Reports suggest that the Conservative party will make scrapping Inheritance Tax (IHT) part of its manifesto pledge in a bid to secure the general election. Frozen tax thresholds meant HMRC raked in a record amount of IHT in the last tax year. Read on to find out more about the reports.
While there have been reports that IHT would be abolished next year, according to the Guardian, it’s something prime minister Rishi Sunak is considering as a manifesto pledge.
The controversial tax could help boost election votes, as more estates are paying IHT due to frozen thresholds.
In 2023/24, the nil-rate band is £325,000. If the total value of your estate is below this threshold, no IHT is due. In addition, if you leave your main home to direct descendants, you may also be able to use the residence nil-rate band, which is £175,000 in 2023/24.
The government has frozen both the nil-rate band and the residence nil-rate band until April 2028.
HMRC data shows the government collected a record amount through IHT in 2022/23. In total, families paid £7.1 billion in IHT last tax year. HMRC said the rise was likely due to a combination of “recent rises in asset values and the government’s decision to maintain the IHT nil-rate band thresholds”.
The graph below shows how IHT receipts have climbed over the last 20 years:
Scrapping IHT may seem contradictory following reports that Sunak’s priority is reducing high inflation over tax cuts.
However, while £7.1 billion in IHT may seem substantial, it accounts for just 0.28% of GDP. So, the government may view scrapping IHT as a way to boost election-day votes without having a significant effect on its coffers.
For some people, abolishing IHT could affect their estate plan. For instance, if you’ve decided to gift assets during your lifetime to reduce a potential IHT bill, you may want to review this decision if the plans went ahead.
There are calls for an Inheritance Tax overhaul rather than abolishing it
While some have welcomed reports that the government could scrap IHT, others are urging for an overhaul to make the tax “fairer”. There are several ways Sunak could change IHT.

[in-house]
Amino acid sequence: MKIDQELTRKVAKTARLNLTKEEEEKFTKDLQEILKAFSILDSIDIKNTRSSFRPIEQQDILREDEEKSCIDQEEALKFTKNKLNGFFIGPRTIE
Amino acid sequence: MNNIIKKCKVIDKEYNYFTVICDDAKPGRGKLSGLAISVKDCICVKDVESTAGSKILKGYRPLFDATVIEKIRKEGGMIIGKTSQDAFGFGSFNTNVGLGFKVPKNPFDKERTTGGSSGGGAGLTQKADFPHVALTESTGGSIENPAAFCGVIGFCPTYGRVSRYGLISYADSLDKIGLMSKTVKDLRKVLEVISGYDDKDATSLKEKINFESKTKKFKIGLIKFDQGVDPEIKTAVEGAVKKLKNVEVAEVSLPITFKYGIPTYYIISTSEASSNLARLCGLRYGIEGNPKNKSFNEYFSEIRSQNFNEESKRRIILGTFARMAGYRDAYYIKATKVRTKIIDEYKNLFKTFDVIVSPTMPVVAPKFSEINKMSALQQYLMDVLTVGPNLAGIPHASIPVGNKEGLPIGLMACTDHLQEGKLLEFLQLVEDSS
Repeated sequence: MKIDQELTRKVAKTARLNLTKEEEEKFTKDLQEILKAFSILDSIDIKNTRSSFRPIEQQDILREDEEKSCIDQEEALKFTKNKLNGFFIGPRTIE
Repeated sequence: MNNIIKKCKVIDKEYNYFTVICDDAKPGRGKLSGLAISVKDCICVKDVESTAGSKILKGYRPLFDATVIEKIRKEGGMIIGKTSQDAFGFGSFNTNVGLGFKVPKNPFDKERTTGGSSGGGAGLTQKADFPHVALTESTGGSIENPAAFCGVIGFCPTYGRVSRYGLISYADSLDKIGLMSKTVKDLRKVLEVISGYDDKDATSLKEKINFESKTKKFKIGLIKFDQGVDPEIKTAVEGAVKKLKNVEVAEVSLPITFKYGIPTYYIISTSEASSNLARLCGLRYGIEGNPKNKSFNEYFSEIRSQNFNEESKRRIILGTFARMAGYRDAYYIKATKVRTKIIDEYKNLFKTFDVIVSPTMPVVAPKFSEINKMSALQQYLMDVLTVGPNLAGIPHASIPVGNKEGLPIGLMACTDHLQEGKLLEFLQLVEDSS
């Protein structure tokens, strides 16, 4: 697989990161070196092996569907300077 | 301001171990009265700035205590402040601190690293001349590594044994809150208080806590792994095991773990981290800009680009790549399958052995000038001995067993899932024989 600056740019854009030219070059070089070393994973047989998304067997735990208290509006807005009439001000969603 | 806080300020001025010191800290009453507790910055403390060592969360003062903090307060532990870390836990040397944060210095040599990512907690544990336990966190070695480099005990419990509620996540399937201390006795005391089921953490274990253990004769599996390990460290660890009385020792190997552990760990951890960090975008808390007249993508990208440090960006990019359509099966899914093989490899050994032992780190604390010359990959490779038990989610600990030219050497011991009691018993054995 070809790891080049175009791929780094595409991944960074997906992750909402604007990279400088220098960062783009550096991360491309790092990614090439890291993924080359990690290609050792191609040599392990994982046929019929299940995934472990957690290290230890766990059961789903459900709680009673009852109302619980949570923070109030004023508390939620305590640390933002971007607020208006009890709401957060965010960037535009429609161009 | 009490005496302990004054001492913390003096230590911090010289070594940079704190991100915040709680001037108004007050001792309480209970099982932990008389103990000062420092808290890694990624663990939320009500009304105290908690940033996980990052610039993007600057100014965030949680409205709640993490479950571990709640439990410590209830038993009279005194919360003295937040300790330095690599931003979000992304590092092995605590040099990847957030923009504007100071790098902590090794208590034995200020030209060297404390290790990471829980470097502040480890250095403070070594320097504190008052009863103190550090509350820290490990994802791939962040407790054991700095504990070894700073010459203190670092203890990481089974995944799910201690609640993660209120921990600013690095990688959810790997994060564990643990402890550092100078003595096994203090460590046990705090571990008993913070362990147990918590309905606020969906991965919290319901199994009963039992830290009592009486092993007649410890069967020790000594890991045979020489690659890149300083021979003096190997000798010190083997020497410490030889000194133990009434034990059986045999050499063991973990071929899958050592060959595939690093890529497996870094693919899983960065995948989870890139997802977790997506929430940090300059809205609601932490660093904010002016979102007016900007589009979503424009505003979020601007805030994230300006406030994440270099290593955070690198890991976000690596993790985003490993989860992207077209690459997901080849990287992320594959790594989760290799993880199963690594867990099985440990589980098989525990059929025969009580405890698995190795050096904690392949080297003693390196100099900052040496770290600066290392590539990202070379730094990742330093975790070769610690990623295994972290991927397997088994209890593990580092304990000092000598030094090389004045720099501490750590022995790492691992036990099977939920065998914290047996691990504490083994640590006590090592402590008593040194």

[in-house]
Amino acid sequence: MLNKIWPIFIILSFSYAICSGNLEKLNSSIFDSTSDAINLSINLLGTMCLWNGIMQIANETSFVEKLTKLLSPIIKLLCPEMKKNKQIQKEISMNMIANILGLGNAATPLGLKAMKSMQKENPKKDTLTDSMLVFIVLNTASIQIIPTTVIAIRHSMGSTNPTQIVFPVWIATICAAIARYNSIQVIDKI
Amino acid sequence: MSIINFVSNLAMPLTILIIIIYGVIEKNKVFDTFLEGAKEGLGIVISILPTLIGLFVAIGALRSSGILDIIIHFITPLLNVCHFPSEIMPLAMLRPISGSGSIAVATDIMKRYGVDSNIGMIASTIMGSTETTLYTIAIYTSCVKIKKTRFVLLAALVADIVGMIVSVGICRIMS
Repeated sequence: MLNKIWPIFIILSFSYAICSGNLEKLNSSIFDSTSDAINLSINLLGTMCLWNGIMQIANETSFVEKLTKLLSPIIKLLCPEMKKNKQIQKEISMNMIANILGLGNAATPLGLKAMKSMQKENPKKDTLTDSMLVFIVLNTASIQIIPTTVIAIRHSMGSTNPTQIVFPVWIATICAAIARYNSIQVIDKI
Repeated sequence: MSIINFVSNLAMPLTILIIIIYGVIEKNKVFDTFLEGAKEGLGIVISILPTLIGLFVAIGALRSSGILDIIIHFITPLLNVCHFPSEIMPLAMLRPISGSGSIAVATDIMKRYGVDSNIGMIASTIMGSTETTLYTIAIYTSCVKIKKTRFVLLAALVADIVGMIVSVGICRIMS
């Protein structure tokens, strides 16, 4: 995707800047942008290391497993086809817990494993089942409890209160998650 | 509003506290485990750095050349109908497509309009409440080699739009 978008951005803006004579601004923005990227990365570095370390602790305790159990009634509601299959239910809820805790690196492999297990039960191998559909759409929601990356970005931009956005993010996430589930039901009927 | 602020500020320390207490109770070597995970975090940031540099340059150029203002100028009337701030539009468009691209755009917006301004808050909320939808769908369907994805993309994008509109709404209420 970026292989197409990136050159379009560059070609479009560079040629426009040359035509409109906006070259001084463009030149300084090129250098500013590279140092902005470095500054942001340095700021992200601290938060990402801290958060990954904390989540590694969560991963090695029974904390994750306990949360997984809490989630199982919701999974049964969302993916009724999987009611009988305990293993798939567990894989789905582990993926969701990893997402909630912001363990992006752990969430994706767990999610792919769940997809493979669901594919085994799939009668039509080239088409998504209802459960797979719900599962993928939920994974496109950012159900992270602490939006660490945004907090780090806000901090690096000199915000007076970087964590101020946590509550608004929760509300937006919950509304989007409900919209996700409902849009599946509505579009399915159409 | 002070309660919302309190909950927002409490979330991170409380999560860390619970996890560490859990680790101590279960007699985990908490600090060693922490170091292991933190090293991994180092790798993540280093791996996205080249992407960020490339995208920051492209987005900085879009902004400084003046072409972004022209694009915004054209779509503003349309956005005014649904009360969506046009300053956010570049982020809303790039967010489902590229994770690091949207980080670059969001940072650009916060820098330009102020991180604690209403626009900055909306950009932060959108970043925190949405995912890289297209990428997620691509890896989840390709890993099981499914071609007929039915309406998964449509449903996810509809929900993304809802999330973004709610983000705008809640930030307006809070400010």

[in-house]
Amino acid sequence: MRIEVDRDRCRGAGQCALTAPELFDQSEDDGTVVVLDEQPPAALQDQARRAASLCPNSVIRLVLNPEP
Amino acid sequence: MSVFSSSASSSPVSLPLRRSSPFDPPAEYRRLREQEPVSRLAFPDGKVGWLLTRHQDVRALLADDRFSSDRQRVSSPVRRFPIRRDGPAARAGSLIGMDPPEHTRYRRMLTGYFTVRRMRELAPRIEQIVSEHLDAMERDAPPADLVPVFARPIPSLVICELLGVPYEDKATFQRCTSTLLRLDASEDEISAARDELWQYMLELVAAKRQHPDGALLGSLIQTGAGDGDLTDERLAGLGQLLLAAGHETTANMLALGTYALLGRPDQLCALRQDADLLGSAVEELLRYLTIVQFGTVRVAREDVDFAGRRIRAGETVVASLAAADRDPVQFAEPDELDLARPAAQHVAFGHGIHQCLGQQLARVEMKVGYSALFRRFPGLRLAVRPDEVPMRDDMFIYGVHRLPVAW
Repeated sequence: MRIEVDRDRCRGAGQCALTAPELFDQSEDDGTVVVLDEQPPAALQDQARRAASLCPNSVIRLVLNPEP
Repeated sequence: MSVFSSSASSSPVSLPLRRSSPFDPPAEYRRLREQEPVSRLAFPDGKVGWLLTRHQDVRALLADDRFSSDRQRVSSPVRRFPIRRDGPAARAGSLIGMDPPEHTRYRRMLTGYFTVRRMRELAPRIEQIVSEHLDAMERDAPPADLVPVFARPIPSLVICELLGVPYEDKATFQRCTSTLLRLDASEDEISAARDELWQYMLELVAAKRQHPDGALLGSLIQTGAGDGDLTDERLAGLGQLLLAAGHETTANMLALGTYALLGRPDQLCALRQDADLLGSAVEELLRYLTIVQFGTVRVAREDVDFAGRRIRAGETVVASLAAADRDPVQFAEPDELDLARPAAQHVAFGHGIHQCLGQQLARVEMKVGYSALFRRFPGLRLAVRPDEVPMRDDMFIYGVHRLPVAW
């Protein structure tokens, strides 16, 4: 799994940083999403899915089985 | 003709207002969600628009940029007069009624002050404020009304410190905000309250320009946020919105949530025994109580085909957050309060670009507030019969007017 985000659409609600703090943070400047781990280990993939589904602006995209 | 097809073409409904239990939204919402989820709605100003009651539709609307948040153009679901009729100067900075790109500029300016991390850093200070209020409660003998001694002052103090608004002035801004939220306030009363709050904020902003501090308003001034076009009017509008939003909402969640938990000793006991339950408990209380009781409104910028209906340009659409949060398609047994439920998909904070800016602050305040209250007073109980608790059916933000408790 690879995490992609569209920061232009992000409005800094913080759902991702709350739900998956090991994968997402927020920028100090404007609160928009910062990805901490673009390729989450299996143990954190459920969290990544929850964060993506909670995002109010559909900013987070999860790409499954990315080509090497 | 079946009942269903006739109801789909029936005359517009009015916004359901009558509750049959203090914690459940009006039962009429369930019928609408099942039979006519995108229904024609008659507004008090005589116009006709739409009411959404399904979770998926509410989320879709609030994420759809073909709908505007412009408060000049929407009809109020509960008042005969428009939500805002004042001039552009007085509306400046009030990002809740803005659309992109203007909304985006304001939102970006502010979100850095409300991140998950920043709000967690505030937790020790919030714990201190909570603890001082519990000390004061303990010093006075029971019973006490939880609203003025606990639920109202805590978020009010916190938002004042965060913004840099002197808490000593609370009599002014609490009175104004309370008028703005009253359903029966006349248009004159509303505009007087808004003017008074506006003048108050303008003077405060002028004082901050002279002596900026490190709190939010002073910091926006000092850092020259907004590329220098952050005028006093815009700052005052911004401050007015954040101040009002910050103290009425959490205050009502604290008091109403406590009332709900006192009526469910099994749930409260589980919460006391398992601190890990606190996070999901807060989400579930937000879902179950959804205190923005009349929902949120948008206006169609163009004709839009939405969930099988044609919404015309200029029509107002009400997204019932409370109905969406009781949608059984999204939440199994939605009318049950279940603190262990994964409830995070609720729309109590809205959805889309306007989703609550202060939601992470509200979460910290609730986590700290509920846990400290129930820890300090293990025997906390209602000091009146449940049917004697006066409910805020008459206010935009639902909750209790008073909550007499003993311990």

Reduce the Inheritance Tax rate
The portion of your estate that exceeds the IHT thresholds is currently taxed at a standard rate of 40%. One option that might still deliver an election boost is to slash the tax rate to reduce the bills estates are paying.
Increase the Inheritance Tax thresholds in line with inflation
As mentioned above, the nil-rate band and residence nil-rate band have both remained the same for several years and are frozen until 2028. Reversing this decision and increasing the thresholds in line with inflation would mean fewer families will need to consider how to manage IHT.
Changes to gifting rules and other allowances
Alternatively, Sunak could change gifting allowances and other rules that estates may use to mitigate a potential tax bill when estate planning.
According to the Guardian, Paul Johnson, the director of the Institute for Fiscal Studies, said current IHT rules were “genuinely unfair”.
He added a report shows the “effective rate of IHT on estates of more than £10 million was only half the effective rate on estates of £2 million” as the tax is more difficult to avoid if a large portion of your wealth is your family home.
Don’t adjust your estate plan until changes are confirmed
While it can be tempting to try and get ahead of the curve by responding to the reports now, the potential changes aren’t set in stone. The government could alter its plans for IHT, decide to make no changes at all, or may not be re-elected.
For most people, sticking to your existing estate plan and carrying out regular reviews makes sense. If the government announces changes, give yourself time to understand them and what they could mean for you and your beneficiaries before you react.
As financial planners, we can work with you to create an estate plan and ensure it continues to reflect current regulations. Please contact us to arrange a meeting to talk about your estate and wishes.
This blog is for general information only and does not constitute advice. The information is aimed at retail clients only.
The Financial Conduct Authority does not regulate estate planning or Inheritance Tax planning.
The information contained within this article is based on our understanding of legislation, whether proposed or in force, and market practice at the time of writing. Levels, bases, and reliefs from taxation may be subject to change.